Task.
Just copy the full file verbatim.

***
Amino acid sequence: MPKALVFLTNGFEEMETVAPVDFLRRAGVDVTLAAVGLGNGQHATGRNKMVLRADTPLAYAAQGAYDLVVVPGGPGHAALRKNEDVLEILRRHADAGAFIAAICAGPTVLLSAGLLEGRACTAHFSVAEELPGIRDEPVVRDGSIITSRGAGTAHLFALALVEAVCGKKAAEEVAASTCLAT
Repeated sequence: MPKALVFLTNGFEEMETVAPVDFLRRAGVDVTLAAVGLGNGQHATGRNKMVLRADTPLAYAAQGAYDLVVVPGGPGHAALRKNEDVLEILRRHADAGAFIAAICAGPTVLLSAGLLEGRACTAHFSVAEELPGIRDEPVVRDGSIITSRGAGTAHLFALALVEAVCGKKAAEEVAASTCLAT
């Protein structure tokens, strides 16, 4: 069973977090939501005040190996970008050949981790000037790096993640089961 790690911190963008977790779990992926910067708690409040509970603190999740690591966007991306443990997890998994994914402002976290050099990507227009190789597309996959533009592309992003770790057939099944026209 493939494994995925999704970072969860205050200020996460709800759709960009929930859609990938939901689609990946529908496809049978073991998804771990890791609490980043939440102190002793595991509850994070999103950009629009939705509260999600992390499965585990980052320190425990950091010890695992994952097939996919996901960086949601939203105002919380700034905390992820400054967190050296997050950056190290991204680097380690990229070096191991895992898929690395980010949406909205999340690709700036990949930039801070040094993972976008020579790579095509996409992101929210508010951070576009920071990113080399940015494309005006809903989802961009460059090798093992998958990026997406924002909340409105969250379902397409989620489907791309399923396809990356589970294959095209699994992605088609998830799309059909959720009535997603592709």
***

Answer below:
Amino acid sequence: MPKALVFLTNGFEEMETVAPVDFLRRAGVDVTLAAVGLGNGQHATGRNKMVLRADTPLAYAAQGAYDLVVVPGGPGHAALRKNEDVLEILRRHADAGAFIAAICAGPTVLLSAGLLEGRACTAHFSVAEELPGIRDEPVVRDGSIITSRGAGTAHLFALALVEAVCGKKAAEEVAASTCLAT
Repeated sequence: MPKALVFLTNGFEEMETVAPVDFLRRAGVDVTLAAVGLGNGQHATGRNKMVLRADTPLAYAAQGAYDLVVVPGGPGHAALRKNEDVLEILRRHADAGAFIAAICAGPTVLLSAGLLEGRACTAHFSVAEELPGIRDEPVVRDGSIITSRGAGTAHLFALALVEAVCGKKAAEEVAASTCLAT
């Protein structure tokens, strides 16, 4: 069973977090939501005040190996970008050949981790000037790096993640089961 790690911190963008977790779990992926910067708690409040509970603190999740690591966007991306443990997890998994994914402002976290050099990507227009190789597309996959533009592309992003770790057939099944026209 493939494994995925999704970072969860205050200020996460709800759709960009929930859609990938939901689609990946529908496809049978073991998804771990890791609490980043939440102190002793595991509850994070999103950009629009939705509260999600992390499965585990980052320190425990950091010890695992994952097939996919996901960086949601939203105002919380700034905390992820400054967190050296997050950056190290991204680097380690990229070096191991895992898929690395980010949406909205999340690709700036990949930039801070040094993972976008020579790579095509996409992101929210508010951070576009920071990113080399940015494309005006809903989802961009460059090798093992998958990026997406924002909340409105969250379902397409989620489907791309399923396809990356589970294959095209699994992605088609998830799309059909959720009535997603592709």